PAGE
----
Each of these parents had a baby during a global pandemic. All of them have a story to tell. Throughout the month we’ll be sharing how Covid shaped their pregnancy, birth and postpartum experiences—and the silver linings that brought unexpected glimmers of light to darker days.
We hope you’ll be as moved by their strength, devotion and grit as we’ve been, and if you feel up for it, we invite you to share your own Covid stories in the comments below or with #sollysilverlinings on Instagram. It’s common to feel isolated postpartum during “normal times,” and that’s only amplified in our current circumstances. But by telling our stories + listening to one another’s, we believe we can grow more connected and less alone.
I will remember all the little things. Without the distraction of outside visitors or weekly outings to meet up with friends (though I LOVE and miss those things so much), I feel like I will log the smaller, seemingly frivolous moments into my memory. I will remember how my husband helped wash the back of my legs when I couldn’t bend over during those first few days back at home following my c-section. I will remember the pure joy I felt finally being able to hold both babies at the same time in the NICU. I will remember the day we got to bring Henry home, and five days later, the day his sister Delilah joined him. I will remember how they absolutely hated their first bath and the first night they decided to cry uncontrollably in tandem. I will remember how wonderful it felt to be cleared for light exercise and how we immediately took advantage of it by logging a daily morning walk around our nearby lake. The list goes on, but those sweet fleeting moments will be the ones I treasure most.
Shawna gave birth to Henry + Delilah on May 22.
For me, it was difficult not to have my mother here with me during delivery as well as the postpartum period. In my culture, the maternal grandma usually comes and helps out during the first month after birth. Even though I do not need her help, her being with us provides … emotional support during the adjustment period. Even now, after six months, my parents still have not met the baby. They try to FaceTime with us every day but I wish they were able to meet their grandkid in person and not through video.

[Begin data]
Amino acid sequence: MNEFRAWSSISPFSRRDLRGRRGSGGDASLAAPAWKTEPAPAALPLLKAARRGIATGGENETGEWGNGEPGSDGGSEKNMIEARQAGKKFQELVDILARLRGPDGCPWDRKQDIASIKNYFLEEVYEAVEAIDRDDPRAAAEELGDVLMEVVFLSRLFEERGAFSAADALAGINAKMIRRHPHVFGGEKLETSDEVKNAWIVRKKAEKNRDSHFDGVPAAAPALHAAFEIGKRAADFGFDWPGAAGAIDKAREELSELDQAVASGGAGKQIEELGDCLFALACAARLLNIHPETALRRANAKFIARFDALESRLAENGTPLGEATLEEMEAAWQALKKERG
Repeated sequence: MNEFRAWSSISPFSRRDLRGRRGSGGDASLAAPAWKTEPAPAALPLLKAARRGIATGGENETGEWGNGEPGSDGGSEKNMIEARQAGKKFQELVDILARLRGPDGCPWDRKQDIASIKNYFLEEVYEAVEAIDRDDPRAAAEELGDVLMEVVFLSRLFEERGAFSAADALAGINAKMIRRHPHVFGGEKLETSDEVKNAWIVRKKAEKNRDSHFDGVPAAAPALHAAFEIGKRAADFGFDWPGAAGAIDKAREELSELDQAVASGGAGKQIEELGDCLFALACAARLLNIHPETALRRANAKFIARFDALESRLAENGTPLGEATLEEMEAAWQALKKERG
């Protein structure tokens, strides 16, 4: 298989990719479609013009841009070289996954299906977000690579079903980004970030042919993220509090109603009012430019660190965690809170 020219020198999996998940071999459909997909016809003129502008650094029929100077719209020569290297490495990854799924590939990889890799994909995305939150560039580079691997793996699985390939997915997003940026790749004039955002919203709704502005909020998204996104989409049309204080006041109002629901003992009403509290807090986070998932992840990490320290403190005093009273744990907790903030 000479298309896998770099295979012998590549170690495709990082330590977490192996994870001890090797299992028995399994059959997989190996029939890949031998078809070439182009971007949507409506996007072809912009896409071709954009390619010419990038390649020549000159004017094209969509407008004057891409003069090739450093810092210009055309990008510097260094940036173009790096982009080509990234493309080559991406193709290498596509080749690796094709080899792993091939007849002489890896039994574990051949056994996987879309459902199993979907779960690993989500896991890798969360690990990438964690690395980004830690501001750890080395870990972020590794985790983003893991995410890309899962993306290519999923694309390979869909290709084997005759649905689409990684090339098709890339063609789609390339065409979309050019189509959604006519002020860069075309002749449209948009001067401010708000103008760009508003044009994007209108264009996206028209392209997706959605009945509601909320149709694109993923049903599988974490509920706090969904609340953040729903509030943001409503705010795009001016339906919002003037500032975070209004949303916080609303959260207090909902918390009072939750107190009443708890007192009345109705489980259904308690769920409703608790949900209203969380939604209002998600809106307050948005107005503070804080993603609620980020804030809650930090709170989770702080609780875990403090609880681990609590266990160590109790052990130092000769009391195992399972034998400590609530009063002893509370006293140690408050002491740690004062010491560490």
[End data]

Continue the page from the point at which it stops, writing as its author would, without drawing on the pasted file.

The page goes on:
Angela gave birth to Quinton on March 20.
Covid has been a nightmare for some. And a blessing for others. It has been both for me. Losing loved ones and gaining a precious baby all in the same year has been traumatic and miraculous. One thing it has shown me is that tomorrow is not promised—but instead of fearing what is ahead, I’m choosing to look for the blessing in what lies ahead. I’m choosing to believe that all things, whether good or bad, are working together for my good. And as long as I’m alive, I’ll always find the beauty in chaos.
Tiana gave birth to Willow on May 22.
My original birth plan was to have my mom and my husband there, but there was only one person allowed at all times and it had to be the same person the whole time. So my mom was not able to be with me through my labor or my birth. I really wanted her there. She’s my rock, and I low-key felt like my husband wasn’t going to be as supportive as my mom. But thankfully he was the most amazing support person I could have ever asked for.
Yuliana gave birth to Amari on July 2.
One big thing that did change that wasn’t necessarily my “birth plan” per se, but was related: Originally, my husband was supposed to be deployed for our baby’s birth. Due to COVID, his deployment got canceled, so it was a blessing in disguise that he was able to be home for our baby girl’s arrival. I have learned so much about myself during this process. I learned that I am adaptable, strong, and resilient, and because of that, I am a better mother to my children and a stronger person overall.
Kacianne gave birth to Gracie on September 21.
Regardless of what was going on in the world, there was a sweet little baby waiting to join our family. We had this anticipation and excitement still buzzing in our home that seemed unscathed. I learned that in times like these we can step up—because this is when our families and the world need the best version of us.
Nicole gave birth to Gus on July 27.
[Having a baby during Covid] has been the sweetest distraction from the world flipped upside down. It truly feels like the best time to have a baby in that we are really encouraged to stay home! I felt pressure to “bounce back” and get back to normal routines with my other three children. This is truly a savoring postpartum time. [We’ve woken] up to the wisdom that we can do things differently than where the cultural tides tend to pull, taking the time to slow down and tuning into what is best for our family.
Jacquelyn gave birth to Malea on July 16.